KEOSAUQUA, Iowa — “Awaken the body of Christ that we might pull back from this abyss.”

When Sen. Ted Cruz closed his prayerful plea to a crowd of about 150 people here late Tuesday night, the “abyss” he had in mind was something larger than the prospect of a Donald Trump victory in Monday’s caucuses. But the final days of the battle for Iowa have come to resemble political Armageddon.

In fact, it involves two overlapping struggles, beginning with the one for the ideological souls of conservative white evangelical Christians. Are they still motivated, as Cruz hopes, by traditional issues such as abortion, gay marriage and religious liberty? Will solidarity push them toward a candidate who uses evangelical language and comfortably invokes Scripture?

Or has Trump redefined social conservatism by returning to a harder form of backlash politics that shaped the late 1960s and early ’70s? Trump draws in evangelicals on the basis of shared anger and resentment rather than shared faith.

Both Trump and Cruz, of course, are playing identity politics. But a Trump triumph here could mark the end of the religious right as we have known it since the Reagan era by splitting this important GOP constituency in half.

At the same time, there is the larger fight within the Republican Party over Trump himself. A profound fear has gripped many of its elected officials: With apologies for paraphrasing Frank Sinatra’s hymn to the “New York values” Cruz has condemned, the worry is that if Trump can make it here, he can make it anywhere.


The anxiety and trepidation over Trump — among old-line evangelical political leaders but also among conservative intellectual elites and what passes for the party establishment — could turn Cruz into a temporary savior. Many in the party who don’t like Cruz at all may still hope he wins here for a very practical reason. Stopping Cruz in later contests could be far easier than derailing a Trump juggernaut.

Many aspects of the new dynamic were on display in this city of about 1,000 people near the Missouri border.

An unscheduled speaker at Cruz’s rally was Sen. Ben Sasse, R-Neb., who is not even a Cruz supporter. In the final hours before the first votes are cast, Sasse — who combines establishment and tea party credentials with a Yale Ph.D. in history — has made stopping Trump a personal cause. He took a page from Trump’s playbook on Sunday night by issuing a series of hard shots at the front-runner on Twitter.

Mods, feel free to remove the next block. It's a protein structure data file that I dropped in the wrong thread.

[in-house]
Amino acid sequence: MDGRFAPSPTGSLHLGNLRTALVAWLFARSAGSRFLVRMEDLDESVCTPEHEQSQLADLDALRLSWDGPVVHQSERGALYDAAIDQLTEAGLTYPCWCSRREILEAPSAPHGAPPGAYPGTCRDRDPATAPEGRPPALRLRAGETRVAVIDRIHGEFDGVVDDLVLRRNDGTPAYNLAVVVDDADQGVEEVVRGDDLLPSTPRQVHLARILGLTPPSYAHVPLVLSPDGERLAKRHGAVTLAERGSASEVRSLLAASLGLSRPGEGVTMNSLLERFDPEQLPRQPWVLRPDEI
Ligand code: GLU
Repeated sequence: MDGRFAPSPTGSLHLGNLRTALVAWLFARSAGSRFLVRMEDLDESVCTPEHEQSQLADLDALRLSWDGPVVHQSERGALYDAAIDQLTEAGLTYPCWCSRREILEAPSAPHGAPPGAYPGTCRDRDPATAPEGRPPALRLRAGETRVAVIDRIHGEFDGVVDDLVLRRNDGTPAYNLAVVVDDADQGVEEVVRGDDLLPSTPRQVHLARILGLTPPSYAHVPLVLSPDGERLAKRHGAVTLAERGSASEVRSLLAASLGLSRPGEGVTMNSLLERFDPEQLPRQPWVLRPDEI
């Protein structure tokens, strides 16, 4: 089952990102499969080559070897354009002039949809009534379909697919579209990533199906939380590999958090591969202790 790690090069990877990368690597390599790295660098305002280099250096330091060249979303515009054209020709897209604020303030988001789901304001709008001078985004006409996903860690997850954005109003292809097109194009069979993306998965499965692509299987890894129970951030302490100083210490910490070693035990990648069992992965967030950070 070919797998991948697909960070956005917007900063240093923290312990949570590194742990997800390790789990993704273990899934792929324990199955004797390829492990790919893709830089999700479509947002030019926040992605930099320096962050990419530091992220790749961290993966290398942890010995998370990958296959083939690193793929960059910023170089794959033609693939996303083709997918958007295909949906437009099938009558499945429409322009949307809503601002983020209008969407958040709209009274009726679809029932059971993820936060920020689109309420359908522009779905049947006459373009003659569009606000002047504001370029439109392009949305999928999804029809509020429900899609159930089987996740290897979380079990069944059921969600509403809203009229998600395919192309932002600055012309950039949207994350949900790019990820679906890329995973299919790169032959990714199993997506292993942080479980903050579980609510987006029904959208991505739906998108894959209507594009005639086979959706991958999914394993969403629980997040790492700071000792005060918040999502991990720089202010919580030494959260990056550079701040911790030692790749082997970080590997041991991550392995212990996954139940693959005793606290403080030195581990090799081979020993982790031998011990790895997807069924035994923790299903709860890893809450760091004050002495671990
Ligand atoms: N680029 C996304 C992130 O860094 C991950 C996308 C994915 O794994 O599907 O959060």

Sasse is calling on Iowa Republicans to vote for anyone except Trump, and he spoke Wednesday at an event for Sen. Marco Rubio. His central concern, he told me here, is Trump’s authoritarian side.

“He’s a strongman with a will to power,” Sasse said. “Trump has been the only guy on the Republican side of the aisle that regularly campaigns and says things like, ‘If I’m elected president, I’ll be able to do whatever I want.'” Republicans like himself who are critical of President Obama’s use of executive orders, Sasse said, should apply the same standards to Trump.

In the meantime, supporters of socially conservative candidates in the single digits such as Mike Huckabee, Rick Santorum and Ben Carson are beginning to move to Cruz. Troy Scheuermann, a 43-year-old chiropractor who attended the rally, cited principled pragmatistm for his own switch. “I was in Camp Huckabee until last week,” he said. “I decided that if I voted for Huckabee, it’s a vote for Donald Trump. It’s now a two-man race.”


A rallying to Cruz, of course, could weaken Rubio, who is looking for a strong third-place finish here to strengthen him in the Feb. 9 New Hampshire primary. So Rubio, too, as The Washington Post’s Sean Sullivan reported, is now invoking God a great deal, hoping to move at least some of the evangelicals his way.

Trump seems confident he’s on a path to win Iowa. His attacks on Cruz have been reinforced by sharp jabs from Rubio, who has reason to hope that if Trump won here, he would dispose of Cruz’s candidacy right at the start. But Cruz may yet profit from a form of political providence if horror over the specter of a Trump nomination becomes the dominant emotion between now and Monday.

Iowa has thus come down to this: Who do the state’s swing voters fear and loathe more, Trump or Cruz? You can imagine the choice will drive even the most secular Republicans to rounds of intense prayer.

E.J. Dionne is a columnist for The Washington Post. His email address is: Twitter: @EJDionne.

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